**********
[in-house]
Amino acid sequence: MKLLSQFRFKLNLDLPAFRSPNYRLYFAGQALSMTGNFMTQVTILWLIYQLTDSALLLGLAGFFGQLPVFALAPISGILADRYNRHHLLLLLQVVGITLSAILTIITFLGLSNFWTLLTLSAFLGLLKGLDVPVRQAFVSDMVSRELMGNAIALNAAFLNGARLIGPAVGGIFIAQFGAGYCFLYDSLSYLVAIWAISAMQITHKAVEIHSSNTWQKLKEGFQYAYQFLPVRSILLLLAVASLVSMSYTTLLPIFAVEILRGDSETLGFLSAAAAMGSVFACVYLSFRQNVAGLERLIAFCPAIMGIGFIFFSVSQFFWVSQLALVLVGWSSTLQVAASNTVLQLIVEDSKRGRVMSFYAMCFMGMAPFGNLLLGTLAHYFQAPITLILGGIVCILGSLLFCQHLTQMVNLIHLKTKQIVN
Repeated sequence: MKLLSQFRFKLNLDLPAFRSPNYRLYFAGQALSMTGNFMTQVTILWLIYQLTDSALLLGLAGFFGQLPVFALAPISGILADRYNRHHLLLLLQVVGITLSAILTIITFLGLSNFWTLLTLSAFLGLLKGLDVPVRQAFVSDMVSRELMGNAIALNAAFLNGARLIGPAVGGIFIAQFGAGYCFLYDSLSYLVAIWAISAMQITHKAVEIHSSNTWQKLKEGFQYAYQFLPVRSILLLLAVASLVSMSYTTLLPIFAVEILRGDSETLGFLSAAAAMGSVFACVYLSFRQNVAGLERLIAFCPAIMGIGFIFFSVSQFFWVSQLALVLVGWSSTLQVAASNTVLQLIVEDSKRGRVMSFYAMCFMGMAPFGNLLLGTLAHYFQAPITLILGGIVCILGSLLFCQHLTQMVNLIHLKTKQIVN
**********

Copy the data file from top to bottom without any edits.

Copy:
[in-house]
Amino acid sequence: MKLLSQFRFKLNLDLPAFRSPNYRLYFAGQALSMTGNFMTQVTILWLIYQLTDSALLLGLAGFFGQLPVFALAPISGILADRYNRHHLLLLLQVVGITLSAILTIITFLGLSNFWTLLTLSAFLGLLKGLDVPVRQAFVSDMVSRELMGNAIALNAAFLNGARLIGPAVGGIFIAQFGAGYCFLYDSLSYLVAIWAISAMQITHKAVEIHSSNTWQKLKEGFQYAYQFLPVRSILLLLAVASLVSMSYTTLLPIFAVEILRGDSETLGFLSAAAAMGSVFACVYLSFRQNVAGLERLIAFCPAIMGIGFIFFSVSQFFWVSQLALVLVGWSSTLQVAASNTVLQLIVEDSKRGRVMSFYAMCFMGMAPFGNLLLGTLAHYFQAPITLILGGIVCILGSLLFCQHLTQMVNLIHLKTKQIVN
Repeated sequence: MKLLSQFRFKLNLDLPAFRSPNYRLYFAGQALSMTGNFMTQVTILWLIYQLTDSALLLGLAGFFGQLPVFALAPISGILADRYNRHHLLLLLQVVGITLSAILTIITFLGLSNFWTLLTLSAFLGLLKGLDVPVRQAFVSDMVSRELMGNAIALNAAFLNGARLIGPAVGGIFIAQFGAGYCFLYDSLSYLVAIWAISAMQITHKAVEIHSSNTWQKLKEGFQYAYQFLPVRSILLLLAVASLVSMSYTTLLPIFAVEILRGDSETLGFLSAAAAMGSVFACVYLSFRQNVAGLERLIAFCPAIMGIGFIFFSVSQFFWVSQLALVLVGWSSTLQVAASNTVLQLIVEDSKRGRVMSFYAMCFMGMAPFGNLLLGTLAHYFQAPITLILGGIVCILGSLLFCQHLTQMVNLIHLKTKQIVN